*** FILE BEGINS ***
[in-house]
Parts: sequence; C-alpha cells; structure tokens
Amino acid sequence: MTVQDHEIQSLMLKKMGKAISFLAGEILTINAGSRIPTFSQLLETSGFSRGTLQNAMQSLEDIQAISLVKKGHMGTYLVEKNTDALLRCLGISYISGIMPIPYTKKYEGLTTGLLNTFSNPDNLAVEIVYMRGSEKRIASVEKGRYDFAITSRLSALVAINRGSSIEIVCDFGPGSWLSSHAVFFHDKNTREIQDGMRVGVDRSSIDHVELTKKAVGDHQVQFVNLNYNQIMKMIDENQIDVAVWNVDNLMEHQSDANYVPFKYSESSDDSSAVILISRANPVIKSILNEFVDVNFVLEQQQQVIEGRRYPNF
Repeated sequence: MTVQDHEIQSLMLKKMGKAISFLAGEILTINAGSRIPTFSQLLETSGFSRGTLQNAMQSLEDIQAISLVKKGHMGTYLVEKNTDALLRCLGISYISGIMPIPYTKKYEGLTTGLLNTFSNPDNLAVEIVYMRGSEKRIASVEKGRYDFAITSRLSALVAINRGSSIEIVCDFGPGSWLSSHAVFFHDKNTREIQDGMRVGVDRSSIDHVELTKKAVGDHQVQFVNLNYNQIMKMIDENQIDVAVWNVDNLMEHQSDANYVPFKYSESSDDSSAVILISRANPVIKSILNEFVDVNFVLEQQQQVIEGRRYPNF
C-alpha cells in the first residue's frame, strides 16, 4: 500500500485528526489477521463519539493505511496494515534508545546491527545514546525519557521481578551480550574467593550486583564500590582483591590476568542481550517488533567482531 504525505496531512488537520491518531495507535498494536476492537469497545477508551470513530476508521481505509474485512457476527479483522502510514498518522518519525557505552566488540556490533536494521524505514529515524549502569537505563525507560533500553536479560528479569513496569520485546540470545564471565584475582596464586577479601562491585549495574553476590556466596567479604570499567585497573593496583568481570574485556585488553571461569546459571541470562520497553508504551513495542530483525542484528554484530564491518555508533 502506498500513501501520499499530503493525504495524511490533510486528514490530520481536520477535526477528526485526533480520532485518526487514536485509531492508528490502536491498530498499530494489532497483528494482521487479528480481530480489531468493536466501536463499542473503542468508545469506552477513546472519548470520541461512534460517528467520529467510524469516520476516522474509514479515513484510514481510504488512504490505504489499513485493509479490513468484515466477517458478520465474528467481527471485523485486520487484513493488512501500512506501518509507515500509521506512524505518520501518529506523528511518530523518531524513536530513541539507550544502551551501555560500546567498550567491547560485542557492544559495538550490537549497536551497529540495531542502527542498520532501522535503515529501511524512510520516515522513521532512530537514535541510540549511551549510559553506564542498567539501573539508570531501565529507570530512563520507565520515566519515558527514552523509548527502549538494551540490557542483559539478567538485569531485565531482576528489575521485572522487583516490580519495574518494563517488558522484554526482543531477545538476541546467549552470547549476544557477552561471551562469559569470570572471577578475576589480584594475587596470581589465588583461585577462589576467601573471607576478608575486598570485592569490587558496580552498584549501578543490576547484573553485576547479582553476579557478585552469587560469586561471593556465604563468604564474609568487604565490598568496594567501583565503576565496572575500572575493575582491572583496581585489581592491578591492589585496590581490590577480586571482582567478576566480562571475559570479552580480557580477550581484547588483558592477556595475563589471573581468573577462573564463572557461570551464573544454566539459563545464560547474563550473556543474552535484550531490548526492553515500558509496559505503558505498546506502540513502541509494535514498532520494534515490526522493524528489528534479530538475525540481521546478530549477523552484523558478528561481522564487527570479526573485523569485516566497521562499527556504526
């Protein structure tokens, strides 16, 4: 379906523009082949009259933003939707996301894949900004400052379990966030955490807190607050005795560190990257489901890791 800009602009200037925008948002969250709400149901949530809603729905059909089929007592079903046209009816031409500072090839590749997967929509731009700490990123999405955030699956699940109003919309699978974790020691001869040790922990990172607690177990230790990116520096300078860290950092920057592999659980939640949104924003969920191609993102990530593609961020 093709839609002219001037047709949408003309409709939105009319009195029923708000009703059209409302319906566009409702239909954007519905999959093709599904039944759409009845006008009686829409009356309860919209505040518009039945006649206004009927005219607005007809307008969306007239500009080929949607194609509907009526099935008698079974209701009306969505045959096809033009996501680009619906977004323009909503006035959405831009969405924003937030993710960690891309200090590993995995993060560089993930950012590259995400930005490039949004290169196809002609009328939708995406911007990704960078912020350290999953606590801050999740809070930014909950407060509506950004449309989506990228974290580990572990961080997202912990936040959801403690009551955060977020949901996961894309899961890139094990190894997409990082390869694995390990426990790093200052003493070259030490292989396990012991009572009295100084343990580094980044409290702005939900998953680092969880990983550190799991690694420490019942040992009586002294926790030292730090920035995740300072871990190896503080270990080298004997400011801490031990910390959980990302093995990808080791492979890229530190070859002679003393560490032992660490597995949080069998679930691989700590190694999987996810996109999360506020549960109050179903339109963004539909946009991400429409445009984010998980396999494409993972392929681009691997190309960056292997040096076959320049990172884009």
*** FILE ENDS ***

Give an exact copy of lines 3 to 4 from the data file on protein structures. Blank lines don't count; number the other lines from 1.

Amino acid sequence: MTVQDHEIQSLMLKKMGKAISFLAGEILTINAGSRIPTFSQLLETSGFSRGTLQNAMQSLEDIQAISLVKKGHMGTYLVEKNTDALLRCLGISYISGIMPIPYTKKYEGLTTGLLNTFSNPDNLAVEIVYMRGSEKRIASVEKGRYDFAITSRLSALVAINRGSSIEIVCDFGPGSWLSSHAVFFHDKNTREIQDGMRVGVDRSSIDHVELTKKAVGDHQVQFVNLNYNQIMKMIDENQIDVAVWNVDNLMEHQSDANYVPFKYSESSDDSSAVILISRANPVIKSILNEFVDVNFVLEQQQQVIEGRRYPNF
Repeated sequence: MTVQDHEIQSLMLKKMGKAISFLAGEILTINAGSRIPTFSQLLETSGFSRGTLQNAMQSLEDIQAISLVKKGHMGTYLVEKNTDALLRCLGISYISGIMPIPYTKKYEGLTTGLLNTFSNPDNLAVEIVYMRGSEKRIASVEKGRYDFAITSRLSALVAINRGSSIEIVCDFGPGSWLSSHAVFFHDKNTREIQDGMRVGVDRSSIDHVELTKKAVGDHQVQFVNLNYNQIMKMIDENQIDVAVWNVDNLMEHQSDANYVPFKYSESSDDSSAVILISRANPVIKSILNEFVDVNFVLEQQQQVIEGRRYPNF